SCP doesn't 'replace' TCP any more than UDP does.

IETF needs some changes (1)

ant_tmwx (239616) | about 6 months ago | (#46739813)

As the co-chair of the FTP Working Group & author of 3 RFCs, I can sympathize.

Coming from open source (Metalink) & working on Internet standards can be a very frustrating thing.

I pushed for improvements but made no progress.

The purpose of standards (2, Insightful)

Anonymous Coward | about 6 months ago | (#46740787)

I have been working on various standards committees for as long as Vidya Narayanan. She's not wrong, but she missed one glaringly large problem:

The purpose of a standard is not to develop anything new. It is to codify common practices and references so that people can build on them. In many respects the purpose of a standard is to stop further development so that people can build things cheaply on common interfaces. If the development is ongoing (such as was the case with the CODEC wars) then it is too soon to make standards.

So, yes, it is frustrating to watch politics slow down a standards effort to a crawl. That process is called development. It is a highly political process. At some point, you have to stop development, set the standard and start building. There will be winners and losers in this process.

In other words, the ITEF is doing its job. Small groups will always be able to run rings around standards. But those small groups won't have the economic power and acceptance that a standard has.

Choose whichever side you feel is best for your products.

Re:The purpose of standards (0)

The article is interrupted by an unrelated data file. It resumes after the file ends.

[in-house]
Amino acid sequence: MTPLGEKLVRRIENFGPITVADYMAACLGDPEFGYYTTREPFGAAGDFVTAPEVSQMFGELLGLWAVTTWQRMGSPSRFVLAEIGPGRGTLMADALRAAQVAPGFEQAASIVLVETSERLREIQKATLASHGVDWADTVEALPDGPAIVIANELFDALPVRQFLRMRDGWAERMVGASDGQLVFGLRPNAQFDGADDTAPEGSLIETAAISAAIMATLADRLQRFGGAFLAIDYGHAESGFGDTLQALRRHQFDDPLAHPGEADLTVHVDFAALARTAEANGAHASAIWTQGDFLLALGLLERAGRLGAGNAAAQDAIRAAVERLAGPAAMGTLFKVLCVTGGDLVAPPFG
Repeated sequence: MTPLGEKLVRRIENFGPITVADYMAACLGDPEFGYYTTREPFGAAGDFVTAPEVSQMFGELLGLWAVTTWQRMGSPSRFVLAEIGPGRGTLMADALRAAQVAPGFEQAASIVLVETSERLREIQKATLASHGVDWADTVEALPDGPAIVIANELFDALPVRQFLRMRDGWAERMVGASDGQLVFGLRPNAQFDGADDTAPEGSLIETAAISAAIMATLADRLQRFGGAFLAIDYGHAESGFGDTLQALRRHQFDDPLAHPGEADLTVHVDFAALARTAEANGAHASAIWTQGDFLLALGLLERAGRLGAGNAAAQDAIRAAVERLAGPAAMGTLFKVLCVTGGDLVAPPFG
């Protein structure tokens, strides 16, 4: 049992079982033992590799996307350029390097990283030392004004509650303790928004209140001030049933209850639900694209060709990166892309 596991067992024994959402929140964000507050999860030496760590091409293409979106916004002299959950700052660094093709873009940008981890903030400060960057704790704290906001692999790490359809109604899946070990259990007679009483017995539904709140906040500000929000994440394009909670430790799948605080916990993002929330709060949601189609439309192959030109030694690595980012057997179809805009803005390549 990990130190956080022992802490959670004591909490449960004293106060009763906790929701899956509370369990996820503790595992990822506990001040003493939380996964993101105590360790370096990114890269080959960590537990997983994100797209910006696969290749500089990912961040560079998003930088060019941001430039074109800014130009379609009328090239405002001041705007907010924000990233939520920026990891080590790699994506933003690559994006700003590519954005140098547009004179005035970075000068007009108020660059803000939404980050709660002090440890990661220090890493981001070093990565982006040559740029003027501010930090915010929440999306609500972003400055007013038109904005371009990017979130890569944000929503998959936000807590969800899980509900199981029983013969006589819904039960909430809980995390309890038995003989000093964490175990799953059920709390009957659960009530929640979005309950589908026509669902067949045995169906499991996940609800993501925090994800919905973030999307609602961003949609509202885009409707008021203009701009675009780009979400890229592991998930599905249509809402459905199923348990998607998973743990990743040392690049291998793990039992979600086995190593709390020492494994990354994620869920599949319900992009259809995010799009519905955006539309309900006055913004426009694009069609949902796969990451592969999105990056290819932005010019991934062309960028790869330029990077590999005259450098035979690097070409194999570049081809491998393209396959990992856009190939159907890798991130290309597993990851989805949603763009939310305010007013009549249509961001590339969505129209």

Anonymous Coward | about 6 months ago | (#46742127)

I have to disagree...

She says, '[W]hile the pace at which standards are written hasn't changed in many years, the pace at which the real world adopts software has become orders of magnitude faster.'

You only have to look at how badly a trivial standard such as HTTP Cookies is implemented to see that the idea of standards gets around quickly but actual correct adoption of standards is painfully slow. Most of the top 10,000 site on the Alexa list pump out cookies that don't match any standard but are "somewhat close" to the original Netscape Cookie Proposal. The most common problems are (a) dates being issued in Unix timestamp format instead of any published date format and (b) sites violating the cookie jar limits by outputting 60-70 cookies per request.

Re:The purpose of standards (0)

Anonymous Coward | about 6 months ago | (#46748261)

You only have to look at how badly a trivial standard such as HTTP Cookies is implemented to see that the idea of standards gets around quickly but actual correct adoption of standards is painfully slow...